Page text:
SAI 207 (oz13933)


SAI 207 (oz13933) by John Berryman 1996 - plan thumbnail

About this Plan

SAI 207. Peanut scale model Italian WWII light fighter design.

Quote: "Arguably the best example of the 'light fighter' concept to come out of WWII, the SAI-207 has the elegant lines that all Italian aircraft seem to possess.

Everybody wanted one. Just about everybody tried to build one. And it appears that only the Italians nearly got one. I'm talking about the Light Fighter concept: a small, light pursuit machine, constructed of 'non-strategic materials' (read: wood), that would somehow manage to perform on a par with larger, heavier, more sophisticated machines.

The SAI (Societa Aeronautica ltaliana) 207 was an outgrowth of the pre-war SAI-7, a civilian, tandem-seat, two-place monoplane that achieved a 100 km closed-course speed record of 244 mph on a piddling 280 horsepower. After some fumbling and false starts, this aircraft evolved into the SAI-207.

Of all-wood construction, the 207 flew for lhe first time in 1942. Powered by a 750-hp, aircooled, inverted V-12 Isotta-Fraschini Delta engine, the 207 achieved a maximum speed of 398 mph at 14,765 feet, and was robust enough to hold together doing a series of 466 mph dive tests. Armament was composed of two 20mm Mauser MG-151 cannon and two 12.7mm Breda-SAFAT machine guns.

As many as 13 pre-production prototypes were completed, but production was stopped to accommodate production of the even more advanced SAI-403.

I've always found Italian WWII fighters to be extremely attractive, and when I saw an illustration of the 207 (which displayed it's too-cute-for-words panted tail wheel), I was hooked.

CONSTRUCTION Flight Surfaces: There's nothing new here for the experienced builder. As always, every bit of weight you can save in the tail-feathers will pay large dividends later. Dig into your balsa box for some of that 4-pound stock you've been hoarding.

Unlike many Peanut designers, I use 1/16-inch stock for the leading and trailing edges of my wings. My rationale is that after shaping, the stock will approximate 1/20-inch square anyway and that, particularly in the case of the wing leading edges, a bit of strength is warranted. Incidentally, after years of experimenting with various methods, I've found nothing better for shaping the leading and trailing edges of wings than those disposable sandpaper nail files. Sometimes, the cheap solution is the good solution!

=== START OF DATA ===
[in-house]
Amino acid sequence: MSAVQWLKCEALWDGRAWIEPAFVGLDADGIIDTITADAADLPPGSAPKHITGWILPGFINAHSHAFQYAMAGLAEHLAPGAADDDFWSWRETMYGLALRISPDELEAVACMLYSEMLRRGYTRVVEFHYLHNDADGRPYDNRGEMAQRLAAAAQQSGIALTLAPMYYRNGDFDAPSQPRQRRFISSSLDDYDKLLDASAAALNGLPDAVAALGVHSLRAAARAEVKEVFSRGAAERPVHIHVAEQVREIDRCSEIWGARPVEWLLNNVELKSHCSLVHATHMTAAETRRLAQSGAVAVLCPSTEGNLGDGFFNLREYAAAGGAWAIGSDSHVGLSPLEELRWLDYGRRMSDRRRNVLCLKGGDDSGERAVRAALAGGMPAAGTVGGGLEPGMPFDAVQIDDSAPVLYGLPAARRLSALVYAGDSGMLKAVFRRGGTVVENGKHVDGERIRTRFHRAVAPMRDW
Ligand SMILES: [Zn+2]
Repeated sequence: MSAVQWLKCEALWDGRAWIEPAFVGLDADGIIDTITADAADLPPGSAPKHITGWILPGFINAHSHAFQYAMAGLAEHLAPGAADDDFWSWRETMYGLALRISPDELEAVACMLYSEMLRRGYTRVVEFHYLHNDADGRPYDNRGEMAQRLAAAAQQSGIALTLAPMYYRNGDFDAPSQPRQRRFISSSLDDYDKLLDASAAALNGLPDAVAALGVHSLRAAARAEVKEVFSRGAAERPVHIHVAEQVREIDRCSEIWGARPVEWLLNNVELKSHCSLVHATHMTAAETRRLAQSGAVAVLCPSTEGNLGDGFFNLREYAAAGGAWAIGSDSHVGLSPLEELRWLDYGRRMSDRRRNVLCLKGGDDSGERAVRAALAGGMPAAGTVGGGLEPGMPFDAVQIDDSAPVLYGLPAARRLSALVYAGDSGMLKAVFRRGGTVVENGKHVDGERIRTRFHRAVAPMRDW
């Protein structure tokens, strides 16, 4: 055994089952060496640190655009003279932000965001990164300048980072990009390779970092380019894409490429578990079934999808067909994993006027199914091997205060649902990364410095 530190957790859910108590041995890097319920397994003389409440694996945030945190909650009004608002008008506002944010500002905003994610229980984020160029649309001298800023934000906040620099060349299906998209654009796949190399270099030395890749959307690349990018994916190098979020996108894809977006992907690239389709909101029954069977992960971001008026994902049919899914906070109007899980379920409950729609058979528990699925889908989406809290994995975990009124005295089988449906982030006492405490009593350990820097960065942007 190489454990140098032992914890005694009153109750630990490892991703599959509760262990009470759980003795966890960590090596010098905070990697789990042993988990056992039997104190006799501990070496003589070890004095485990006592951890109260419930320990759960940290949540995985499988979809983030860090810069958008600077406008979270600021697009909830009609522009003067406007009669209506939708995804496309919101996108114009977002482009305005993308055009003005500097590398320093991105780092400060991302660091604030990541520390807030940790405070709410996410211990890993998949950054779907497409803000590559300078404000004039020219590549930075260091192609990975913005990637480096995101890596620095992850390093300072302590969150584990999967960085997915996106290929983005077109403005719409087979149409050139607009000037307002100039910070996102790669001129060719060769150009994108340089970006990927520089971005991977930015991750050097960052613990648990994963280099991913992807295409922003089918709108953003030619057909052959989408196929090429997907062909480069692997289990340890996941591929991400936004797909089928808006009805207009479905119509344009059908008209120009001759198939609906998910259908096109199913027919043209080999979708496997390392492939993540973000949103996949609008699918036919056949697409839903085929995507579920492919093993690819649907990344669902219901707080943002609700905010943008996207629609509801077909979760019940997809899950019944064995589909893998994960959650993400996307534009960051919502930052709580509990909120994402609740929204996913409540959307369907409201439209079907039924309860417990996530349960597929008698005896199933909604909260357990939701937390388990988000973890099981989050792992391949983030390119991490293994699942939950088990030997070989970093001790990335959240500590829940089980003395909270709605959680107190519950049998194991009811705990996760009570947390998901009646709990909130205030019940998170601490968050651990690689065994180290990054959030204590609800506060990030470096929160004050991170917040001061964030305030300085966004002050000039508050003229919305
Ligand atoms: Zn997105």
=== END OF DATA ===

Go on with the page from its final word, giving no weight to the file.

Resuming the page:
Fuselage: There are some features of note here. First of all, please note that the fuselage is not rectangular in section! Rather, it is trapezoidal in shape. I used false bulkheads to maintain this shape as I constructed the fuselage; you may elect to use whatever even more complex and elegant method you wish. Second, note that the upper longerons meet at the last fuselage cross-member and become the mount for the rudder. In other words, the trapezoid becomes a triangle at that point. Third, there are some design/assembly considerations you may wish to keep in mind as you proceed with the fuselage:

The 207 has a high thrustline (I've actually deviated from scale, and dropped it a bit). The issue here is that a high thrustline provides wonderful opportunities for your rubber motor to rub and bind on fuselage cross-members, or even break them (particularly in the nose). Not good. I've tried to partially address this issue by mounting the rear motor-peg low in the fuselage.

You'll notice that the 207 features an oil cooler (?) mounted on the chin of the cowl. As drawn, it will almost certainly interfere with your prop. Check clearances carefully before painting!

Finally, the rubber-motor-rubbing-on bulkheads bugaboo irritated me so badly that I decided to try another approach. Though the plans show conventional sheet over-formers construction for the upper cowl, I decided I was willing to pay a weight penalty if, in return, I benefited from better motor runs and less breakage of internal structure. So, in the prototype, the upper cowl is actually a soft balsa block that I tack-glued in place on the fuselage, shaped, removed from the fuselage, and hollowed with a Dremel.

Now, here's the interesting part of the story: The finished aircraft, including two coals of thinned nitrate dope, weighed 6.8 grams - about what my stuff usually tends to weigh. In other words, apparently I paid no weight penalty. In addition, the building process was definitely speeded up by using this method. And finally, the use of a hollow block imparts no twists or torques to the fuselage, as can happen when sheet balsa is 'persuaded' to assume compound curves..."

Direct submission to Outerzone.

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SAI 207 (oz13933) by John Berryman 1996 - model pic

  • (oz13933)
    SAI 207
    by John Berryman
    from Model Builder
    August 1996 
    13in span
    Scale Rubber F/F LowWing Military Fighter
    clean :)
    all formers complete :)
    got article :)
  • Submitted: 04/07/2022
    Filesize: 202KB
    Format: • PDFbitmap
    Credit*: JanNovick

  • Ambrosini_SAI.207 | help
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